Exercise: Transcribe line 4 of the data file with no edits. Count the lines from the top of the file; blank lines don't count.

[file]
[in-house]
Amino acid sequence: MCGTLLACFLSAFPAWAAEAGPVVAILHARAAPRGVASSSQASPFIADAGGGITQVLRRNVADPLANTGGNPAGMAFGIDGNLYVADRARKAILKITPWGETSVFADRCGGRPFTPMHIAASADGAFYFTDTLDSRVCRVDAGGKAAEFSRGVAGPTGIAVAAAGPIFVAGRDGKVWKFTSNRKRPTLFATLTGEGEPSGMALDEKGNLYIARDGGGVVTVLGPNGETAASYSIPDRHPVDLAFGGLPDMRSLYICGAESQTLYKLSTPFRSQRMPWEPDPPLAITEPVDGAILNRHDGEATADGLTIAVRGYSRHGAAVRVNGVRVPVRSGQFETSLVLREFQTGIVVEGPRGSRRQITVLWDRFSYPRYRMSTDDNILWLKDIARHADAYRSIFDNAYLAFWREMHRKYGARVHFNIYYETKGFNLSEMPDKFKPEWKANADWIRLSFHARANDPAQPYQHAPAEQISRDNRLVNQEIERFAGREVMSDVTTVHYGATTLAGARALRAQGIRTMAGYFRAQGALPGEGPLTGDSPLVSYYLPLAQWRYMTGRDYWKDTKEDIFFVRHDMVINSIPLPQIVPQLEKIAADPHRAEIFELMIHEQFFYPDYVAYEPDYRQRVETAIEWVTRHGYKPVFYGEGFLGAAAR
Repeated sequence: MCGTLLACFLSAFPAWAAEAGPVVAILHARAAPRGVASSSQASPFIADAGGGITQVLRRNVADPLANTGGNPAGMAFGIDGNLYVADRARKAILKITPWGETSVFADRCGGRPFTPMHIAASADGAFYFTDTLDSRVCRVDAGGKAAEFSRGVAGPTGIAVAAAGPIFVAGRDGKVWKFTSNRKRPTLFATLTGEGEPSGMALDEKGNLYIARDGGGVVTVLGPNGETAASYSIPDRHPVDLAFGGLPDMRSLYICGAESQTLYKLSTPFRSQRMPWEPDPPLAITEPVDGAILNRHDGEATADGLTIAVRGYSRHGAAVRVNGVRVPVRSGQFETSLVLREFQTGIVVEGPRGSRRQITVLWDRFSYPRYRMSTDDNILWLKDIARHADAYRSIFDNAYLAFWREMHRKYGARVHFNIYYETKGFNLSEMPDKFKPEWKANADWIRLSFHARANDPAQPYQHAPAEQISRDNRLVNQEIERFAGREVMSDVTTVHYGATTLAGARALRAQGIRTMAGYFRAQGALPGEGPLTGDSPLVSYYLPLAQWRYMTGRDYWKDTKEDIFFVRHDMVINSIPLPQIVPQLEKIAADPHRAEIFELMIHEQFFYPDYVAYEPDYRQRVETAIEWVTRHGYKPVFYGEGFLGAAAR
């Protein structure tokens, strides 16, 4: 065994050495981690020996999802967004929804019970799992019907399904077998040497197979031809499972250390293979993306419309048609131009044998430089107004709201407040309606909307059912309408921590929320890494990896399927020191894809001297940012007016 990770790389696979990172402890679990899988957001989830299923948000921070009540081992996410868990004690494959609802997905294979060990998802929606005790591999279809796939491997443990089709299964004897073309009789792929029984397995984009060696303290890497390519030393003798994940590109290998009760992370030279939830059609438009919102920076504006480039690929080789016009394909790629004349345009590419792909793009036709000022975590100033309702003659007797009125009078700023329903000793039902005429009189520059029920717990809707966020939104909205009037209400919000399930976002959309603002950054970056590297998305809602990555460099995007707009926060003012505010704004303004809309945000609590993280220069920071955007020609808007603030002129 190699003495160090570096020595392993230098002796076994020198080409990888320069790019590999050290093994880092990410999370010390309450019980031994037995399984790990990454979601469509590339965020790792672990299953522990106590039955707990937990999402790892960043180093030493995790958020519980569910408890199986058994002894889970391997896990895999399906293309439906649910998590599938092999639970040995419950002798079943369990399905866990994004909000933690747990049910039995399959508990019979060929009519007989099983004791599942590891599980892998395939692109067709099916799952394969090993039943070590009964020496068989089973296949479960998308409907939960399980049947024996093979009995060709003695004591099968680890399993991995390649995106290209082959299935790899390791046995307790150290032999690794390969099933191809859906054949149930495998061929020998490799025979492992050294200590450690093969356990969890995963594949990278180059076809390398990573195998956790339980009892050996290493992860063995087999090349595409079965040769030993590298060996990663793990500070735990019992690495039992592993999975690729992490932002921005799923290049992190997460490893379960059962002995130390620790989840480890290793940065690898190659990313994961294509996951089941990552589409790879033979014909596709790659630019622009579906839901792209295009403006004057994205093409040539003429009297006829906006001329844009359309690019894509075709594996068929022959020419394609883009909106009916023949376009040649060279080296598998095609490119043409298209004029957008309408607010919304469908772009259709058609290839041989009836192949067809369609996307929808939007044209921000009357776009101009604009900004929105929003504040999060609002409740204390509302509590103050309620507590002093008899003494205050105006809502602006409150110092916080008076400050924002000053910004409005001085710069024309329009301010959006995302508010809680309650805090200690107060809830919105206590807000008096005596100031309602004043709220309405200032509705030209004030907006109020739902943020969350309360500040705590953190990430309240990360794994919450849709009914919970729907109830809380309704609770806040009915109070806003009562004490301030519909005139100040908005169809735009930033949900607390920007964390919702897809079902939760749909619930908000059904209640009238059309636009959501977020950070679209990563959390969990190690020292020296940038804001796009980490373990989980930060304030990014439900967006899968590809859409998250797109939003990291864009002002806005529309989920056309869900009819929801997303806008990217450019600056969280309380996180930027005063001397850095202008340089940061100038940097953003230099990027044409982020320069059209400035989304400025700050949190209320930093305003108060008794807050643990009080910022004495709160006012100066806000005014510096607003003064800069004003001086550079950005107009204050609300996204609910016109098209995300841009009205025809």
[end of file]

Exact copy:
């Protein structure tokens, strides 16, 4: 065994050495981690020996999802967004929804019970799992019907399904077998040497197979031809499972250390293979993306419309048609131009044998430089107004709201407040309606909307059912309408921590929320890494990896399927020191894809001297940012007016 990770790389696979990172402890679990899988957001989830299923948000921070009540081992996410868990004690494959609802997905294979060990998802929606005790591999279809796939491997443990089709299964004897073309009789792929029984397995984009060696303290890497390519030393003798994940590109290998009760992370030279939830059609438009919102920076504006480039690929080789016009394909790629004349345009590419792909793009036709000022975590100033309702003659007797009125009078700023329903000793039902005429009189520059029920717990809707966020939104909205009037209400919000399930976002959309603002950054970056590297998305809602990555460099995007707009926060003012505010704004303004809309945000609590993280220069920071955007020609808007603030002129 190699003495160090570096020595392993230098002796076994020198080409990888320069790019590999050290093994880092990410999370010390309450019980031994037995399984790990990454979601469509590339965020790792672990299953522990106590039955707990937990999402790892960043180093030493995790958020519980569910408890199986058994002894889970391997896990895999399906293309439906649910998590599938092999639970040995419950002798079943369990399905866990994004909000933690747990049910039995399959508990019979060929009519007989099983004791599942590891599980892998395939692109067709099916799952394969090993039943070590009964020496068989089973296949479960998308409907939960399980049947024996093979009995060709003695004591099968680890399993991995390649995106290209082959299935790899390791046995307790150290032999690794390969099933191809859906054949149930495998061929020998490799025979492992050294200590450690093969356990969890995963594949990278180059076809390398990573195998956790339980009892050996290493992860063995087999090349595409079965040769030993590298060996990663793990500070735990019992690495039992592993999975690729992490932002921005799923290049992190997460490893379960059962002995130390620790989840480890290793940065690898190659990313994961294509996951089941990552589409790879033979014909596709790659630019622009579906839901792209295009403006004057994205093409040539003429009297006829906006001329844009359309690019894509075709594996068929022959020419394609883009909106009916023949376009040649060279080296598998095609490119043409298209004029957008309408607010919304469908772009259709058609290839041989009836192949067809369609996307929808939007044209921000009357776009101009604009900004929105929003504040999060609002409740204390509302509590103050309620507590002093008899003494205050105006809502602006409150110092916080008076400050924002000053910004409005001085710069024309329009301010959006995302508010809680309650805090200690107060809830919105206590807000008096005596100031309602004043709220309405200032509705030209004030907006109020739902943020969350309360500040705590953190990430309240990360794994919450849709009914919970729907109830809380309704609770806040009915109070806003009562004490301030519909005139100040908005169809735009930033949900607390920007964390919702897809079902939760749909619930908000059904209640009238059309636009959501977020950070679209990563959390969990190690020292020296940038804001796009980490373990989980930060304030990014439900967006899968590809859409998250797109939003990291864009002002806005529309989920056309869900009819929801997303806008990217450019600056969280309380996180930027005063001397850095202008340089940061100038940097953003230099990027044409982020320069059209400035989304400025700050949190209320930093305003108060008794807050643990009080910022004495709160006012100066806000005014510096607003003064800069004003001086550079950005107009204050609300996204609910016109098209995300841009009205025809």